Turning to the facts, the university’s interest in punishing Meriwether’s speech is comparatively weak. When the university demanded that Meriwether refer to Doe using female pronouns, Meriwether proposed a compromise: He would call on Doe using Doe’s last name alone. That seemed like a win-win. Meriwether would not have to violate his religious beliefs, and Doe would not be referred to using pronouns Doe finds offensive. Thus, on the allegations in this complaint, it is hard to see how this would have “create[d] a hostile learning environment that ultimately thwarts the academic process.”
It is telling that Dean Milliken at first approved this proposal. And when Meriwether employed this accommodation throughout the semester, Doe was an active participant in class and ultimately received a high grade.
As we stated in Hardy, “a school’s interest in limiting a teacher’s speech is not great when those public statements ‘are neither shown nor can be presumed to have in any way either impeded the teacher’s proper performance of his daily duties in the classroom or to have interfered with the regular operation of the schools generally.’” The mere “fear or apprehension of disturbance is not enough to overcome the right to freedom of expression.” At this stage of the litigation, there is no suggestion that Meriwether’s speech inhibited his duties in the classroom, hampered the operation of the school, or denied Doe any educational benefits. Without such a showing, the school’s actions “mandate orthodoxy, not anti-discrimination,” and ignore the fact that “[t]olerance is a two-way street.” Thus, the Pickering balance strongly favors Meriwether.
Finally, Shawnee State and the intervenors argue that Title IX compels a contrary result. We disagree. Title IX prohibits “discrimination under any education program or activity” based on sex. The requirement “that the discrimination occur ‘under any education program or activity’ suggests that the behavior [must] be serious enough to have the systemic effect of denying the victim equal access to an educational program or activity.”
But Meriwether’s decision not to refer to Doe using feminine pronouns did not have any such effect. As we have already explained, there is no indication at this stage of the litigation that Meriwether’s speech inhibited Doe’s education or ability to succeed in the classroom. Bauer even admitted that Meriwether’s conduct “was not so severe and pervasive that it created a hostile educational environment.” Thus, Shawnee State’s purported interest in complying with Title IX is not implicated by Meriwether’s decision to refer to Doe by name rather than Doe’s preferred pronouns.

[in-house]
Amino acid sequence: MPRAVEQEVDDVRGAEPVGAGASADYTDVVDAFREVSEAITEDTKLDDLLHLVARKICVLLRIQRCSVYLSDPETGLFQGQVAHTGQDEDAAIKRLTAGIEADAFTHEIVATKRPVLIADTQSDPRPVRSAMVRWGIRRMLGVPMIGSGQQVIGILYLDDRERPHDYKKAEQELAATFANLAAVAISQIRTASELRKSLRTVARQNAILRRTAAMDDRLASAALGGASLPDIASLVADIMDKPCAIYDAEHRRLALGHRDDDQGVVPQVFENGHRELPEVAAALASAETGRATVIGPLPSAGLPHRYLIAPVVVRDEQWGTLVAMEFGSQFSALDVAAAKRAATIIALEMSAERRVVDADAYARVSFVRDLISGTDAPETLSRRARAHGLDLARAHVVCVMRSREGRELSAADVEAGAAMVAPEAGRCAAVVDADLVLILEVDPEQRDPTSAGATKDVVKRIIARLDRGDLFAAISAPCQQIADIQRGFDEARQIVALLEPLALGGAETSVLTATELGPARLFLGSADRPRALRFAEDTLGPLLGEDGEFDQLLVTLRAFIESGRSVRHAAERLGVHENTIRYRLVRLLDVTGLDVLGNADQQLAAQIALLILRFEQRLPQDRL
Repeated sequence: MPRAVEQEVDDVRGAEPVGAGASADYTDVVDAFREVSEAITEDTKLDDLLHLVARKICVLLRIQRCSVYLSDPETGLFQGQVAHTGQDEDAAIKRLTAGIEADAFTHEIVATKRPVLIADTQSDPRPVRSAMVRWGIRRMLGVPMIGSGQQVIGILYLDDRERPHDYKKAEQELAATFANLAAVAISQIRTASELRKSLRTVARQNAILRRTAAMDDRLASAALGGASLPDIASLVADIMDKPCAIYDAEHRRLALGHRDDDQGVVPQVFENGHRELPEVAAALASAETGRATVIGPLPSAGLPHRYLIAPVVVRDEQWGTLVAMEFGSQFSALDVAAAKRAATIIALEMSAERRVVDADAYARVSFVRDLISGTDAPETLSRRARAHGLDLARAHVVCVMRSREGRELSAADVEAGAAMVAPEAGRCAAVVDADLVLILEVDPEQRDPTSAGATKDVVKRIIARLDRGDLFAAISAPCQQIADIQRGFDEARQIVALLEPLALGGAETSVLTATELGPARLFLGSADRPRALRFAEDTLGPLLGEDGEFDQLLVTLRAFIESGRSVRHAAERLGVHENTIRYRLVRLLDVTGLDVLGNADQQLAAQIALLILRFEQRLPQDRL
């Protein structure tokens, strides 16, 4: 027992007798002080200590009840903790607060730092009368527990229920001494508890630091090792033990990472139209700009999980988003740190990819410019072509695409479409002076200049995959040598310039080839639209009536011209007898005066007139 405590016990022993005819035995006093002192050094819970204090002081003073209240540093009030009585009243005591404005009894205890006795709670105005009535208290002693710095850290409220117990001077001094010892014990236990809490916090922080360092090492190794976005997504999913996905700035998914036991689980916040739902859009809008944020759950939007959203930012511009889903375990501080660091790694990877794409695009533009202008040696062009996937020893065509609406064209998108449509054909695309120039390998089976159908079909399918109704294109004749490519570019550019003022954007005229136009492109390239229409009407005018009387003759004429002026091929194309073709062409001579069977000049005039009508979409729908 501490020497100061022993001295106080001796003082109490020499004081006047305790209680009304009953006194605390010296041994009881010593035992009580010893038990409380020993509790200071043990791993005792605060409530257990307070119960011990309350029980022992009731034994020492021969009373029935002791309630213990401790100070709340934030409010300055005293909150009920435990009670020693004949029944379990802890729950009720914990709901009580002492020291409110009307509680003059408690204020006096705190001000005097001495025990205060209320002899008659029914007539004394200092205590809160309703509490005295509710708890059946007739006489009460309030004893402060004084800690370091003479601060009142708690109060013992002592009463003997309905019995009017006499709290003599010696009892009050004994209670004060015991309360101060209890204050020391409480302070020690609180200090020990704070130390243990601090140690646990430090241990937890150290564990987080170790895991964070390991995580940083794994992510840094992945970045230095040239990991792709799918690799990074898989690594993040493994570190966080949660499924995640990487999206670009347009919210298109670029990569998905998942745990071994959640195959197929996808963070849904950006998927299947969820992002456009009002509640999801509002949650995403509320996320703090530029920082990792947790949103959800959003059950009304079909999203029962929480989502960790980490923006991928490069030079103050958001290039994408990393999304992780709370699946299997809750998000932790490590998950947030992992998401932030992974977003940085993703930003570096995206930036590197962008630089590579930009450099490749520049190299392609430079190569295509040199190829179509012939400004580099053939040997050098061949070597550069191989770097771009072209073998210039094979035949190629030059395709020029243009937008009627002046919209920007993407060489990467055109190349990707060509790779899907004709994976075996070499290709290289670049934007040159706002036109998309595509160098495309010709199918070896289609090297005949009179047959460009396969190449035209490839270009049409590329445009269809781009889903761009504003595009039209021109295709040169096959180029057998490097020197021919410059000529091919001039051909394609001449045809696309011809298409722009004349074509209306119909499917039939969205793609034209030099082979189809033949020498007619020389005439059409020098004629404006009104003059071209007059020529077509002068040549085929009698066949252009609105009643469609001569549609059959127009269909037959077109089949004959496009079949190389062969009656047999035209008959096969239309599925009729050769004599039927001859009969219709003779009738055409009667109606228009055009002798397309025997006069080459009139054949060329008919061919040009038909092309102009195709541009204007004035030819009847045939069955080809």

[D.] The panel also allowed Meriwether’s Free Exercise Clause to go forward, based on the allegations that “officials at Shawnee State exhibited hostility to his religious beliefs” and that “irregularities in the university’s adjudication and investigation processes permit a plausible inference of non-neutrality.” That part of the opinion also discussed an interesting factual twist:
[T]he university argues that Meriwether simply could have complied with the alternative it offered him: Don’t use any pronouns or sex-based terms at all. This offer, the university says, would not violate Meriwether’s religious beliefs. But such an offer has two problems. First, it would prohibit Meriwether from speaking in accordance with his belief that sex and gender are conclusively linked. And second, such a system would be impossible to comply with, especially in a class heavy on discussion and debate. No “Mr.” or “Ms.” No “yes sir” or “no ma’am.” No “he said” or “she said.” And when Meriwether slipped up, which he inevitably would (especially after using these titles for twenty-five years), he could face discipline. Our rights do not hinge on such a precarious balance.
The effect of this Hobson’s Choice is that Meriwether must adhere to the university’s orthodoxy (or face punishment). This is coercion, at the very least of the indirect sort. And we know the Free Exercise Clause protects against both direct and indirect coercion.
[E.] So there are several important conclusions and implications here, it seems to me:
- The case provides further support for the view that the First Amendment potentially protects public university professors’ teaching decisions (at least in some situations).
- Under the court’s reasoning, the First Amendment would even more clearly protect against liability imposed by the government as sovereign (e.g., through the civil liability system or through administrative fines)—for instance, in the New York City rules I discussed here—rather than just as employer.
- Much of the language in the opinion will also be used to support other kinds of academic freedom claims, for instance based on faculty research, faculty outside writing (from Tweets to blog posts to op-eds), and university student speech.
- But whether a university may forbid faculty members from referring to students using the pronoun that the student rejects remains an open question. This case only deals with faculty members declining to use the pronoun the student prefers, and using the student’s name instead.